Not much is known about our ancestors prior to 1870. We can guess based on where they lived and the U.S. Census records that like many African Americans living in Southwestern Tennessee, they were former slaves who were working on their former plantations as tenant farmers or sharecroppers.
The Planter Class
We know that Southwestern Tennessee was originally the territory of the Chickasaw tribe of Native Americans. Beginning around 1818, future U.S. president Andrew Jackson negotiated a treaty that moved the tribe out its ancestral territory and relocated the tribe to the west of the Mississippi River. The Indian Removal Act of 1830 eliminated any remaining native tribes and the resulting Trail of Tears moved natives to Indian Territories in what is now Oklahoma. This forced displacement of the indigenous people opened the land for speculators and settlement by families from Virginia, North Carolina, Georgia and Alabama. Andrew Jackson made sure he got a big chunk of land for himself. These families knew the land was perfect for farming cotton. Cotton had replaced Tobacco as the cash crop of the South.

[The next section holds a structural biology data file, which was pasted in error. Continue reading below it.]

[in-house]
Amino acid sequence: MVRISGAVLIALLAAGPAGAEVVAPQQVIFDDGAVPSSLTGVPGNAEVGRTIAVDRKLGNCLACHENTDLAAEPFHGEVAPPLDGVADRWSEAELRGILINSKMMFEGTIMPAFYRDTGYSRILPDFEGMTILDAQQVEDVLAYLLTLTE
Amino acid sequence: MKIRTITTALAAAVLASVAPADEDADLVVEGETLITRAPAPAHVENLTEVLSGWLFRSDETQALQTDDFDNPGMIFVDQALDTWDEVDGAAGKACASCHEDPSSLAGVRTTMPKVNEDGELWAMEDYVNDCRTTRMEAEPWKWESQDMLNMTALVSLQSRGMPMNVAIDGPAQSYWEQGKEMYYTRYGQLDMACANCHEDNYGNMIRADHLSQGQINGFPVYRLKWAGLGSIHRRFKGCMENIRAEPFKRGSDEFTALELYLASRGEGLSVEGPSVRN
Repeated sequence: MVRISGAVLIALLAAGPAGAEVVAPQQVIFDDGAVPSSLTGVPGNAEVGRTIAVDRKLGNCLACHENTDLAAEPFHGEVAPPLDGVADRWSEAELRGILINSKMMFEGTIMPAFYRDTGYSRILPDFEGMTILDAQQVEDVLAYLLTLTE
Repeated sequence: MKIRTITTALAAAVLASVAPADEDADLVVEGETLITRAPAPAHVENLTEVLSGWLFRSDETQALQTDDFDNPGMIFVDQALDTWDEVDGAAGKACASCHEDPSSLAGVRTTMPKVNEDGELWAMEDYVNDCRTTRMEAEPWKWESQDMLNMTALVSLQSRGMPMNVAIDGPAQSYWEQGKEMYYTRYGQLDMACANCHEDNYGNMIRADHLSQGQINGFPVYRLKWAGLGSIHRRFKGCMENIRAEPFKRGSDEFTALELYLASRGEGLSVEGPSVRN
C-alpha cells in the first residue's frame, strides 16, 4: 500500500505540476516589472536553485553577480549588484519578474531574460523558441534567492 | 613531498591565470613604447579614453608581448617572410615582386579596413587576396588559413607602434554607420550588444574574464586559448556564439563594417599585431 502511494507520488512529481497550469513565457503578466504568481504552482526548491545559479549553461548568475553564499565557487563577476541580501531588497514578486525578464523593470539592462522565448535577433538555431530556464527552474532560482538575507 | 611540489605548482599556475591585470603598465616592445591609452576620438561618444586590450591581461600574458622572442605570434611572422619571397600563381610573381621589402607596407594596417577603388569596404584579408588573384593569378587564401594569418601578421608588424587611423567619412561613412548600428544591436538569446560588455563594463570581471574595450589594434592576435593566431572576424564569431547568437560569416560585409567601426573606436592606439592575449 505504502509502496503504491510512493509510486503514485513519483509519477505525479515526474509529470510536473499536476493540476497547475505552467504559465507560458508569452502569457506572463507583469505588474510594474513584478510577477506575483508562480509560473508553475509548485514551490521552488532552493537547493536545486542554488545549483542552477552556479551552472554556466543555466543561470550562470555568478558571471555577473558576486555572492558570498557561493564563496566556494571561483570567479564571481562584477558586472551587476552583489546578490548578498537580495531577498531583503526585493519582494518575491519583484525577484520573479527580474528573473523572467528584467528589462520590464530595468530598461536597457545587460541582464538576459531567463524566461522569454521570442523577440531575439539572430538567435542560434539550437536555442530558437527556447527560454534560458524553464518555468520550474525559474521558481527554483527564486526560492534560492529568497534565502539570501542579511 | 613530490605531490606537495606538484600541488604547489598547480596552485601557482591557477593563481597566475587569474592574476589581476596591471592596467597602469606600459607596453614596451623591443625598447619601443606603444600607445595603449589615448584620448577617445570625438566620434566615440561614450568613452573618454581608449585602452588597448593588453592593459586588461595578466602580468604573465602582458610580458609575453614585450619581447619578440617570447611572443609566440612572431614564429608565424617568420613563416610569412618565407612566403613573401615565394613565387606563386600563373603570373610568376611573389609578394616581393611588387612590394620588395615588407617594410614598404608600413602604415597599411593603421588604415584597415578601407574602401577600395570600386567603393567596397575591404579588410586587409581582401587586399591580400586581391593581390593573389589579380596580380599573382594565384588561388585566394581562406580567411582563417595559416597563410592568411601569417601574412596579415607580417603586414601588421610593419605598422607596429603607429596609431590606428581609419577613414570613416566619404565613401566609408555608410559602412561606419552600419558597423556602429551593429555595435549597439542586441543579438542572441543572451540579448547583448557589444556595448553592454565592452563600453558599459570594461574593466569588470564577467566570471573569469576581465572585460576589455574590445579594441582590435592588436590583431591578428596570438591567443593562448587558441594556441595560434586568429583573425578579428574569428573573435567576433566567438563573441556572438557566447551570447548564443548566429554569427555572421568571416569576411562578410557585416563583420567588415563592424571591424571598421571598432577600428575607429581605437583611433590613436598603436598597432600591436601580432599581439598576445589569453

John Walker Jones
In 1826, John Walker Jones settled the a substantial portions of Fayette and Hardeman county for what would become the Cedar Grove Plantation. Cedar Grove became one of the largest cotton plantations in the region. By the 1850s, over 3,000 people had settled Fayette County with many large farming plantations. Along with people and plantations came three times as many slaves including our ancestors. By 1860 John Walker Jones and his family had over 5,000 acres and around 300 slaves making him one of the largest slaveholders in the United States. No doubt our enslaved ancestors help build the Cedar Grove manor house that still sits on the land now known as the Ames Plantation . It was at this location our family was first documented as free people.